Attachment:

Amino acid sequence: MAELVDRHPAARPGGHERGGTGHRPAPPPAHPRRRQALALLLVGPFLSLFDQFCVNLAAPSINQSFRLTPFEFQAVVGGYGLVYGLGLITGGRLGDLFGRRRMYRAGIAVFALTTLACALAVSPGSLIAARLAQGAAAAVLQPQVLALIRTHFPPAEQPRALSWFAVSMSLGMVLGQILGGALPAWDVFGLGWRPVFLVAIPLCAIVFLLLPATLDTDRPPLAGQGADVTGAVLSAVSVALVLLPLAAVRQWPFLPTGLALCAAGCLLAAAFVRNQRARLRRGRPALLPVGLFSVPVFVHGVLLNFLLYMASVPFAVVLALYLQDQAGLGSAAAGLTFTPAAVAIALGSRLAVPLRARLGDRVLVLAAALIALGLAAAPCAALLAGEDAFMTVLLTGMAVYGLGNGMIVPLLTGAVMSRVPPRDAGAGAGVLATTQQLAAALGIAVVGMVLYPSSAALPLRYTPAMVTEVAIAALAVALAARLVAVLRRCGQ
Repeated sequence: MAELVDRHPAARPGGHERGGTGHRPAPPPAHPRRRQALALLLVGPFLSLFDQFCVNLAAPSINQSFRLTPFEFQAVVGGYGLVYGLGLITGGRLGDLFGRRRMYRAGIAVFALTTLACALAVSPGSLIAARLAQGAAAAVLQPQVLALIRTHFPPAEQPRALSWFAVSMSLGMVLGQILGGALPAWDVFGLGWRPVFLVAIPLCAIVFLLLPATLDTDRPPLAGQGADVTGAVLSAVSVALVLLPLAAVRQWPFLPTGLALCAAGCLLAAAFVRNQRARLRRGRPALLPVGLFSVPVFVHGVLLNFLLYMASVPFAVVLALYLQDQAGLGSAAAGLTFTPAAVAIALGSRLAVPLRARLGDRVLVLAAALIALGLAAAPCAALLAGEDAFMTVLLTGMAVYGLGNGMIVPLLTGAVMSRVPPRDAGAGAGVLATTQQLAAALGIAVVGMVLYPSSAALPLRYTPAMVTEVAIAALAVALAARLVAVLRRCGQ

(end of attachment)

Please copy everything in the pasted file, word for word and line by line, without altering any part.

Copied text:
Amino acid sequence: MAELVDRHPAARPGGHERGGTGHRPAPPPAHPRRRQALALLLVGPFLSLFDQFCVNLAAPSINQSFRLTPFEFQAVVGGYGLVYGLGLITGGRLGDLFGRRRMYRAGIAVFALTTLACALAVSPGSLIAARLAQGAAAAVLQPQVLALIRTHFPPAEQPRALSWFAVSMSLGMVLGQILGGALPAWDVFGLGWRPVFLVAIPLCAIVFLLLPATLDTDRPPLAGQGADVTGAVLSAVSVALVLLPLAAVRQWPFLPTGLALCAAGCLLAAAFVRNQRARLRRGRPALLPVGLFSVPVFVHGVLLNFLLYMASVPFAVVLALYLQDQAGLGSAAAGLTFTPAAVAIALGSRLAVPLRARLGDRVLVLAAALIALGLAAAPCAALLAGEDAFMTVLLTGMAVYGLGNGMIVPLLTGAVMSRVPPRDAGAGAGVLATTQQLAAALGIAVVGMVLYPSSAALPLRYTPAMVTEVAIAALAVALAARLVAVLRRCGQ
Repeated sequence: MAELVDRHPAARPGGHERGGTGHRPAPPPAHPRRRQALALLLVGPFLSLFDQFCVNLAAPSINQSFRLTPFEFQAVVGGYGLVYGLGLITGGRLGDLFGRRRMYRAGIAVFALTTLACALAVSPGSLIAARLAQGAAAAVLQPQVLALIRTHFPPAEQPRALSWFAVSMSLGMVLGQILGGALPAWDVFGLGWRPVFLVAIPLCAIVFLLLPATLDTDRPPLAGQGADVTGAVLSAVSVALVLLPLAAVRQWPFLPTGLALCAAGCLLAAAFVRNQRARLRRGRPALLPVGLFSVPVFVHGVLLNFLLYMASVPFAVVLALYLQDQAGLGSAAAGLTFTPAAVAIALGSRLAVPLRARLGDRVLVLAAALIALGLAAAPCAALLAGEDAFMTVLLTGMAVYGLGNGMIVPLLTGAVMSRVPPRDAGAGAGVLATTQQLAAALGIAVVGMVLYPSSAALPLRYTPAMVTEVAIAALAVALAARLVAVLRRCGQ